Does Hot Stove League help support the claim of sports dramas being underrated?
Without a doubt, yes. Hot Stove League is perhaps the most underrated drama of them all, regardless of the genre it holds. The story of working from the bottom of the pack to try and become the alpha is always a great story to see unfold. And not only is the story of the baseball team great, but it is also complemented by some amazing performances from Namgoong Min, Park Eun Bin, Cho Byeong Kyu, and Oh Jung Se. Considering Hot Stove League has under #13,000 watchers currently is upsetting in itself. Looking at the amounts of watchers for other dramas and considering how great this one is, is heartbreaking.
Before we move onto the third example of why sports dramas deserve a chance, let me tell you something, a “blast from the past”, if you must. There was actually a time where sports dramas were not good, and perhaps they didn’t really deserve a chance, compared to now. This was most likely due to “cringe” and embarrassing scenes or characters, and perhaps this did impact the genre a decade ago, and this could also be why sports dramas are less often produced nowadays.
Let’s take a look at one sports drama from the past, however, that I think deserves more credit than it has received.
Blast from the past example (3): Birdie Buddy (2011)
# of watchers 2,250 – Rating 6.7
I know what you’re thinking already! “An overall rating of 6.7? Nope.”
The overall rating for Birdie Buddy on MyDramaList is definitely a mis-indicator because while it isn’t world-class, it still has a very nice and meaningful story that will make you feel many genuine emotions towards the characters. I honestly have no idea why it has such a low overall rating in the first place, considering the reviews, too. Perhaps because it was made in 2011, nearly a decade ago when this article is being written?
The story’s pacing is good and is somewhat logical, too, it contains some great performances from actors who are loved to this day, its cinematography, considering its release date, is definitely admirable, and it contains an OST that secretly becomes addictive overnight!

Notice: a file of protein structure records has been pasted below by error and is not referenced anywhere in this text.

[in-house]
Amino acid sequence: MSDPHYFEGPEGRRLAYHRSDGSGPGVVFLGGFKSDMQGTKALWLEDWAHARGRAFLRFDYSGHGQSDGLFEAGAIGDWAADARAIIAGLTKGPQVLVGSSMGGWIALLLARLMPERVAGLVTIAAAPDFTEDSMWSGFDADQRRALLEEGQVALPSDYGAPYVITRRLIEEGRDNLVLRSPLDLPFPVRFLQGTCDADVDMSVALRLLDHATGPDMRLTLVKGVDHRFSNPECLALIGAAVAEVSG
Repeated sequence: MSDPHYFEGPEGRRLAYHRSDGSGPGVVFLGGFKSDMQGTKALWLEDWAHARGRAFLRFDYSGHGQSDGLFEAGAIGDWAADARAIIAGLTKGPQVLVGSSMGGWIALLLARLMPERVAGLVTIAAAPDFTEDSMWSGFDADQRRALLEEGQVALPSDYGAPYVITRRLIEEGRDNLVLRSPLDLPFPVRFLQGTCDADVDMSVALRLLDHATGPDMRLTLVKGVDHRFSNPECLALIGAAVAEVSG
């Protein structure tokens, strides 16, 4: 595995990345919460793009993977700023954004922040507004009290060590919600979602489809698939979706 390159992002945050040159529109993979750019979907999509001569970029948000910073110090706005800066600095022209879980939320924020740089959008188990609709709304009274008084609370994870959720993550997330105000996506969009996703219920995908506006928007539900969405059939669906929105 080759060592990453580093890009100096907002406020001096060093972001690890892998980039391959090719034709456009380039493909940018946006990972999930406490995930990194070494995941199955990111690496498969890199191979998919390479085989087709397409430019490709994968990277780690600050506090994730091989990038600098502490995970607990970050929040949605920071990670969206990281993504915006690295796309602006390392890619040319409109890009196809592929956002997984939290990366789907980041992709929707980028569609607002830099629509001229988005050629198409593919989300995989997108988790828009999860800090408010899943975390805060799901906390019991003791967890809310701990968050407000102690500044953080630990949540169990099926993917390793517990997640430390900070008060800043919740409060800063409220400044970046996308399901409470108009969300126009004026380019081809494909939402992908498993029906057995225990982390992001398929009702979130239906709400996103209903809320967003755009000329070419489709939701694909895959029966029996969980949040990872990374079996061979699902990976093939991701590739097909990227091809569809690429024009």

If you are in the mood to watch non-recently released dramas, I believe Birdy Buddy should be high on your list. I mean, sure, a drama about golf, one of the most ‘boring’ sports around, may sound like a snooze-fest, but I guarantee you that it’s the farthest thing from it.
Example 4: Run On (2020)
# of watchers 36,749 – Rating 8.4
Sport: Track and Field
Run On, one of the most recently produced sports dramas, was really the deciding factor for me making this article. Who would have known the ML athlete and FL translator (acted by Im Shi Wan and Shin Se Kyung, respectively) alongside other great characters would work so well? The main message of this drama for its viewers is to appreciate yourself, you come first! I don’t want to fill this space with spoilers as you should watch it yourself, but after watching this, you’ll start wanting to go out for a run with some headphones on or, at the very least, watch another sports drama.
(Am I the only one who, after watching a certain drama, wants to do that very same thing/job for a while?)
Does Run On help support the claim of sports dramas being underrated?
I think it’s perhaps a little too soon to determine if Run On is ‘underrated’ or not, considering its last episode was aired in February 2021. For a drama to be deemed ‘underrated’ or not, it should be given more time, perhaps a year? Over 35,000 watchers is a decent number, too. But then again, out of all the recent releases, would you say Run On has been the most talked about, compared to the likes of Vincenzo or Love Alarm 2? Probably not. Run On does, however, deserve the chance of being watched, as I believe it has been one of the strongest, perhaps even the strongest, release in recent months.
I think the main point I’m trying to bring to the table here is that many people either neglect or don’t give sports dramas enough of a chance – and I’m not too sure if it’s because in the past they weren’t the best, or maybe it’s because they’re not produced as much because companies can’t hit the sweet spot with “sports”, a physical activity, and “dramas” (watching), which is very different than getting up and exercising. Perhaps it’s not relatable enough for most people?
But, even if you’re not a “sports person”, it doesn’t mean you’ll dislike sports dramas. After all, you’re not the one doing the sport, you’re watching the story of the drama. A horror drama isn’t pure horror, the same goes for sports. With high-quality sports dramas like the ones I’ve mentioned, I’m sure the most un-active and anti-sport person will find enjoyment in something that has been mentioned in this article.
Thanks for reading. ^^
Edited by: devitto (1st editor), Nymphadora (2nd editor)